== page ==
At least half a dozen other explosions were heard, some in the area of the Green Zone, where
A suicide car bombing killed one civilian and injured four in northeastern
Gunmen kidnapped six Sunni men at a fake checkpoint 15 miles south of
Police said a Palestinian teacher was killed in a drive-by shooting Wednesday morning in eastern
A roadside bomb killed two motorists and wounded three north of
Coalition forces killed two insurgents in Falluja, the military said.
An Iraqi soldier was killed and three others wounded when a suicide bomber blew up a car near a checkpoint in
The bodies of two people were found, shot dead and tortured, in the town of Mahmudiya, about 30 km south of Baghdad.
Gunmen shot dead five people across the northern city of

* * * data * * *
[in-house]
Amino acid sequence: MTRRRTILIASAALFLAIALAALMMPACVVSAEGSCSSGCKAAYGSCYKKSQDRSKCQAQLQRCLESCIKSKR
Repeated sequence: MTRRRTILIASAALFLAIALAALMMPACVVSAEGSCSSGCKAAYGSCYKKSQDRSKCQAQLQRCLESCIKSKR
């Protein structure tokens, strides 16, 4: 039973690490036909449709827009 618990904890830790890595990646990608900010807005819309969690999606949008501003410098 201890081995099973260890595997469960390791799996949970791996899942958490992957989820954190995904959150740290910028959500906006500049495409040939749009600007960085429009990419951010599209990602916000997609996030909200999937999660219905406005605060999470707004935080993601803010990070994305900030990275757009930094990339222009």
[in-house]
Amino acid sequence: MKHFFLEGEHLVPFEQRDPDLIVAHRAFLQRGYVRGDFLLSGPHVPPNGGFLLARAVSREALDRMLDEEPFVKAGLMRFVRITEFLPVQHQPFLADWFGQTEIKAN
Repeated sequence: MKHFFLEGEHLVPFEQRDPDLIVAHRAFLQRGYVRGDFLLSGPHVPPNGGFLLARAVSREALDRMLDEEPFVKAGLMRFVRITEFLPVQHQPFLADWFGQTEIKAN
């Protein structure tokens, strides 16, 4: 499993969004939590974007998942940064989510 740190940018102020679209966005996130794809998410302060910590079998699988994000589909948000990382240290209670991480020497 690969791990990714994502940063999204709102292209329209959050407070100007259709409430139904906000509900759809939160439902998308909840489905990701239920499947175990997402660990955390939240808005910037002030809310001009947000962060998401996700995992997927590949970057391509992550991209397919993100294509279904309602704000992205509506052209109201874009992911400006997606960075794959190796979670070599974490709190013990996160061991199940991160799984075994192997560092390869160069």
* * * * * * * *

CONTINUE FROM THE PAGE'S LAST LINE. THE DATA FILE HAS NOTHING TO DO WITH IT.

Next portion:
Carnage in Diyala: One night last month in
Meanwhile, in the market towns of the restive region, the overwhelmingly Shiite police force routinely tortures Sunni suspects, according to a civilian
"I was told about a guy nicknamed 'Cable Ali' because he tortured and hit guys with a cable," the lawyer told AFP on condition of anonymity.
"So I asked the police, 'Does this guy exist?' and they said 'Yes he does, but he only tortures the guilty ones,'" he said.
Earlier this month a high-level
Electrical siege: Over the past six months,
The battle has been waged in the remotest parts of the open desert, where the great towers that support thousands of miles of exposed lines are frequently felled with explosive charges in increasingly determined and sophisticated attacks, generally at night. Crews that arrive to repair the damage are often attacked and sometimes killed, ensuring that the government falls further and further behind as it attempts to repair the lines.